County residents will have to stomach higher sewer bills over the next 10 years to avoid a situation that could stink even worse.
Clark County Water Reclamation District officials said Tuesday that they need the additional revenue so they can upgrade and improve the state’s largest — and often overlooked — wastewater system.
“Our service begins with the flush,” said district general manager Tom Minwegen. “This out-of-sight, out-of-mind concept leads us to be known as the unseen utility.”
The county commission, which serves as the district’s board of trustees, approved the rate increase in a unanimous vote with no public opposition.
Starting July 1, the roughly 250,000 homes and business served by the district will see their annual service charge go up by about 30 percent through 2028.
Average residential customers in unincorporated Clark County will see their bill go up by $6 to $7 a year as a result of the district’s first rate hike since 2012.
Commissioners also signed off on the agency’s request to raise its connection fee from $2,195 to $2,876 over the next three years.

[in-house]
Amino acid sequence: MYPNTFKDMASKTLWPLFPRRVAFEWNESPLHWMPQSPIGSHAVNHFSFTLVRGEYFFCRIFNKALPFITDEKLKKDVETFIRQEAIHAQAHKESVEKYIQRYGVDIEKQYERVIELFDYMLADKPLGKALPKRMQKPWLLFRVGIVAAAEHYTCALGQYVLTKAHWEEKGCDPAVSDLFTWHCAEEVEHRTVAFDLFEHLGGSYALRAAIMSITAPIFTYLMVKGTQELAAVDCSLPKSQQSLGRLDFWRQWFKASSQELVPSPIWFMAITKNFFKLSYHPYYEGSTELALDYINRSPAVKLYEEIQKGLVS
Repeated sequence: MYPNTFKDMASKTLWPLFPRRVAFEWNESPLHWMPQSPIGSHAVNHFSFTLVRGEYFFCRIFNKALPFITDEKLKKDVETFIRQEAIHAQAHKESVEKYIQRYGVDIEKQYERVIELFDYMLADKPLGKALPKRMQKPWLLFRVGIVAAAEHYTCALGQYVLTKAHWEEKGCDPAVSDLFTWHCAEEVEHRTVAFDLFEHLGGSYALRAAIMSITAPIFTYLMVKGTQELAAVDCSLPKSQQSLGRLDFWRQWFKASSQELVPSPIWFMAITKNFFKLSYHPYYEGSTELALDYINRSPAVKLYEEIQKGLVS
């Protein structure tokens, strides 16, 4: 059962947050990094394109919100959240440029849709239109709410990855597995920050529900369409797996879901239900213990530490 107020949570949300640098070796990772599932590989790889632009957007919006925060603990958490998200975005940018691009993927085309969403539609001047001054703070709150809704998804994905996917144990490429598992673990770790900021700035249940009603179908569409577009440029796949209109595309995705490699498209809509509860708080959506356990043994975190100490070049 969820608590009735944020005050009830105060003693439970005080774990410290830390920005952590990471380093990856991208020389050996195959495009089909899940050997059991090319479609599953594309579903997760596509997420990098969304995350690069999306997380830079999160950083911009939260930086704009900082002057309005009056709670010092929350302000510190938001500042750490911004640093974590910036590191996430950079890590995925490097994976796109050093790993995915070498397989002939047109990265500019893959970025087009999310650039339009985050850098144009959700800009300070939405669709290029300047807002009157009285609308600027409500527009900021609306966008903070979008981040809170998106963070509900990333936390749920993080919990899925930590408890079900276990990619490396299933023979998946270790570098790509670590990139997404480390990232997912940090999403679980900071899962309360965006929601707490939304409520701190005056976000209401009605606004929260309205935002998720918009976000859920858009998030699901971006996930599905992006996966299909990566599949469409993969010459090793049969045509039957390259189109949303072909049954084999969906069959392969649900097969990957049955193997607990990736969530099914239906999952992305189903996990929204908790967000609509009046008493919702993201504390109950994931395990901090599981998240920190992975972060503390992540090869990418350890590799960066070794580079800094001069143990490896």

The additional money will help fund $1.47 billion in construction over the next 15 years to increase the capacity of the district’s wastewater treatment plant at the eastern end of Flamingo Road, install 27 miles of new service lines and replace or rehabilitate 57 miles of existing pipes.
The biggest ticket item is a $505 million expansion of the district’s Flamingo Water Resource Center, which treats about 104.5 million gallons of sewage of a day. The district wants to increase daily capacity at the plant from 120 million gallons to 150 million gallons per day, expanding, in the process, a vital link in the community’s water-supply chain.
The Las Vegas Valley earns so-called “return-flow credits” for the wastewater it treats and returns to Lake Mead. For every gallon the Flamingo sewage treatment plant discharges into the wash, the community can draw another gallon of drinking water from the lake to use in the valley.
County commissioners last approved a multi-year sewer rate increase in 2008, but the district ended up not needing all of the additional money, prompting a 4 percent rate reduction in 2013.
Even with when the new service charges top out in 2028, district customers will still be paying some of the lowest sewer rates in the country and less than what residents already pay in Henderson, North Las Vegas, Reno, Carson City and Washoe County.